it), but that it must be done in an orderly and legitimate manner. I propose to eat up all the surplus, and perhaps the entire crops in the country, take all serviceable stock, mules, horses, &c., so that when we leave here no rebel army, if it should ever get here, can live a day. These people are proud, arrogant rebels, who beg our protection, but wish to be allowed at the same time to oppose our armies and our Government. The hands of all Federal officers should fall justly but heavily upon them, so that they should respect us-not from love, for they never will do that, but from fear of the power of our Government. Now I propose, so far as I can, to let these people know that we are at war; that we are in a country of rebels, and that they must support my command, respect and obey my orders, and that all they possess belongs legitimately to the U. S. Government. If they bring it to me freely I propose to pay for it, not that it is their right, but that it is cheaper for us and for the Government. If I go after it I never pay. I never ask them to take the oath, but treat them as they act. Every rebel takes the oath to save his property. I know no Union man in this country unless he openly declares and shows by his acts that he is willing and ready to shoulder a musket in our cause. My soldiers know the penalty of any violation of orders; they also know what is proper and right, and if detected in wrong-doing will be punished to the extent of the law.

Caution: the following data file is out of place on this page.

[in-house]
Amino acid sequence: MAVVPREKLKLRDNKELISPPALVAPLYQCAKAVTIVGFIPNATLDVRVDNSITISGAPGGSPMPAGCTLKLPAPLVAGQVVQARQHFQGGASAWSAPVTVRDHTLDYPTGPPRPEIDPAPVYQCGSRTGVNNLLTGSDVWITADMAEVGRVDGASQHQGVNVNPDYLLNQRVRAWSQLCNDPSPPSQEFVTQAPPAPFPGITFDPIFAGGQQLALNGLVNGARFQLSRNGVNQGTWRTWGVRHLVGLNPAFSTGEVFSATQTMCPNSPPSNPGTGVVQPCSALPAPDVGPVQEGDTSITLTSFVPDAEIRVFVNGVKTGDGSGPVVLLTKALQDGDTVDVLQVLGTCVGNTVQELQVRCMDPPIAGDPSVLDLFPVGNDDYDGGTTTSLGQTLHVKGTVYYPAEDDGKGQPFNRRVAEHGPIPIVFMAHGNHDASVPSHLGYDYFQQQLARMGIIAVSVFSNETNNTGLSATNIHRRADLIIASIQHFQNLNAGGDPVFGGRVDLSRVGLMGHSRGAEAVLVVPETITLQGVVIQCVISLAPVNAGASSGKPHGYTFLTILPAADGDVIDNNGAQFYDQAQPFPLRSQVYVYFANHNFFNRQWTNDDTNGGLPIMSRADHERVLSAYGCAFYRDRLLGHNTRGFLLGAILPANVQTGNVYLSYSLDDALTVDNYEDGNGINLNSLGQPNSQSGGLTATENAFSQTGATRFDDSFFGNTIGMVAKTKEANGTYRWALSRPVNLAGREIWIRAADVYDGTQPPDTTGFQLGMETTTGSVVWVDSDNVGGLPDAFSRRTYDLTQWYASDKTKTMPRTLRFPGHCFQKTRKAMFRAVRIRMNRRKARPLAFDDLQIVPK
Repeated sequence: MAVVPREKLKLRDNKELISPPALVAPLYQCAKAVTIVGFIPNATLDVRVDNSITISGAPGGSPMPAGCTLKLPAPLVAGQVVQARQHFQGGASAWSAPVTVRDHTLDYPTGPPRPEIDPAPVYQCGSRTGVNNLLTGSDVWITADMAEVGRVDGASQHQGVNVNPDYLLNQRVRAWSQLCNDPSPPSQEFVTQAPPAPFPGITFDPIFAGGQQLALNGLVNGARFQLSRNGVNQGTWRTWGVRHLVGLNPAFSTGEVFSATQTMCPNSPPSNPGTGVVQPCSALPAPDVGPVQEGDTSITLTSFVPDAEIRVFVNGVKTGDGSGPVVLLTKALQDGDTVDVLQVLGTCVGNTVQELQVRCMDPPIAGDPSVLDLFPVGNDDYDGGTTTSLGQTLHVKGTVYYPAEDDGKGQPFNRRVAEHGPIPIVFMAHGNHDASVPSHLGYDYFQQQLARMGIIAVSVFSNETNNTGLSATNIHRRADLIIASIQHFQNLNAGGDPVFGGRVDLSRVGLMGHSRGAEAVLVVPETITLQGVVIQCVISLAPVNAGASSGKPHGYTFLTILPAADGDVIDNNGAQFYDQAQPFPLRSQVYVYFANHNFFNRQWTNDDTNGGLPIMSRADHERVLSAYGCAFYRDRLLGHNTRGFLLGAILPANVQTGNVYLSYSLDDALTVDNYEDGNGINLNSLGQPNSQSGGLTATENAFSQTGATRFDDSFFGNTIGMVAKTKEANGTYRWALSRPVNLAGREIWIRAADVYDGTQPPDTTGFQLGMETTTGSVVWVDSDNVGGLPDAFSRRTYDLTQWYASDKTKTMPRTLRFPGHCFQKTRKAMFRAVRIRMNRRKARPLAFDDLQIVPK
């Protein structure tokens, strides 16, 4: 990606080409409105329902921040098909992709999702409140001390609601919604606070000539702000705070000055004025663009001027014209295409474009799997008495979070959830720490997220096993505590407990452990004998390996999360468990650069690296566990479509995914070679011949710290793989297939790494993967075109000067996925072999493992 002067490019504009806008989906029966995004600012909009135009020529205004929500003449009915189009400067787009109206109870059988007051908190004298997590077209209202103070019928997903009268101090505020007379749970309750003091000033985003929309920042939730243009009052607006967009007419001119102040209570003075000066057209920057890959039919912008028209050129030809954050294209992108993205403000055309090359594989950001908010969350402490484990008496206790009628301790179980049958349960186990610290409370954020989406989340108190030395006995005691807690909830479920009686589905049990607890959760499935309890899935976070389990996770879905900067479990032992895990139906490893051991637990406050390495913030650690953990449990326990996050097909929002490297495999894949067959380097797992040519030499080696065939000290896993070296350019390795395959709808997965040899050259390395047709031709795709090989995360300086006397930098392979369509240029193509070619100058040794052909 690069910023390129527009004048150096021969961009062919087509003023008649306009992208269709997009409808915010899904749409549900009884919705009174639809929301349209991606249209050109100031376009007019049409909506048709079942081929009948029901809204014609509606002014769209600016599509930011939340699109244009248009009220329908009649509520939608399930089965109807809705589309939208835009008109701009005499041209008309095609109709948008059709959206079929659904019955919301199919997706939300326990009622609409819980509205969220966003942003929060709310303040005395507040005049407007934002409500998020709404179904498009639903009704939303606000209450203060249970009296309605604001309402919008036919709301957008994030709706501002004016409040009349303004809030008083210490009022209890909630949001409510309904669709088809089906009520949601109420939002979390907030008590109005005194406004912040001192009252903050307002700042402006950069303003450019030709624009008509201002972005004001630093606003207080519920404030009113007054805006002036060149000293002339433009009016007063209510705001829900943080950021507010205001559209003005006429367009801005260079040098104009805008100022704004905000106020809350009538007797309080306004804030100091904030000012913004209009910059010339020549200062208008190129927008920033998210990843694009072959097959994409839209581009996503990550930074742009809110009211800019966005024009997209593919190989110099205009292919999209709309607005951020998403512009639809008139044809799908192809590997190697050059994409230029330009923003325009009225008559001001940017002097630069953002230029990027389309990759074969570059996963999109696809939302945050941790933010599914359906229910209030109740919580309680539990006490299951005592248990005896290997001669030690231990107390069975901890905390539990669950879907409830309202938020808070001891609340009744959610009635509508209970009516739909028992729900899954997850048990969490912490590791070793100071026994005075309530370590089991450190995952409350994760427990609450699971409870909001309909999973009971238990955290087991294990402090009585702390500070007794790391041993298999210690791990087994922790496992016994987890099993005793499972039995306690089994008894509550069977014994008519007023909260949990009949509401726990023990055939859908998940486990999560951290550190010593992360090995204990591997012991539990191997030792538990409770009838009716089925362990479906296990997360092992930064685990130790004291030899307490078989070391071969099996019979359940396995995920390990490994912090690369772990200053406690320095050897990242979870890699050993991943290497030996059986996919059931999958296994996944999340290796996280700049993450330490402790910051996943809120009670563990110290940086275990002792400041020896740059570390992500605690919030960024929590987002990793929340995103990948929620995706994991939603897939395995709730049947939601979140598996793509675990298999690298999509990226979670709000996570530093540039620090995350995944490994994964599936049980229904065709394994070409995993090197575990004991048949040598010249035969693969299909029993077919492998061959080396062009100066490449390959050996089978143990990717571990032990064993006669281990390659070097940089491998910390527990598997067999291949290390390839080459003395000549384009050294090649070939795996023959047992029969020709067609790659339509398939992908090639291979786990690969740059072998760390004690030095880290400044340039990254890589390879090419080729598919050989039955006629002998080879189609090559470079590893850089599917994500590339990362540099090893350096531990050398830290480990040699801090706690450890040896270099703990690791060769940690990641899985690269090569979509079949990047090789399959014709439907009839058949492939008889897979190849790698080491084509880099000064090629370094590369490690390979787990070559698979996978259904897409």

I am, very respectfully, your obedient servant,
G. M. DODGE,
NASHVILLE, November 27, 1863-10 p.m. (Received 1.30 a.m., 28th.)
Honorable E. M. STANTON:
SIR: I have examined into the affairs of the commissary department here. I find Captain Sam. J. Little, commissary of subsistence, has in store here 2,573,839 rations of salt meats, 4,500,100 rations flour and hard bread, 3,368,892 rations of beans and pease, 2,533,680 rations of rice and hominy, 4,907,283 rations of coffee and tea, 4,962,219 rations of sugar, and small rations in proportion. The following-named commissary supplies have been sent to the front from the 15th of October to the 24th instant, to wit: 2,679,759 rations of salt meats, 4,909,560 rations of flour and hard bread, 2,233,250 rations of beans and rice, 4,860,700 rations of coffee and tea, 4,732,250 rations of sugar, and small rations in proportion. The Cumberland River is in good boating order, and I hope to be enabled to accumulate a large amount of commissary supplies at this point ere the water in the river gets too low.
J. P. TAYLOR,
Commissary-General of Subsistence.
HEADQUARTERS DEPARTMENT OF THE CUMBERLAND,
Chattanooga, Tennessee, November 28, 1863.
Maj. General J. M. PALMER,
You will return at once to Chattanooga with your command. Report when you reach the vicinity of Rossville.
By command of Major-General Thomas:
J. J. REYNOLDS,
Major-General and Chief of Staff.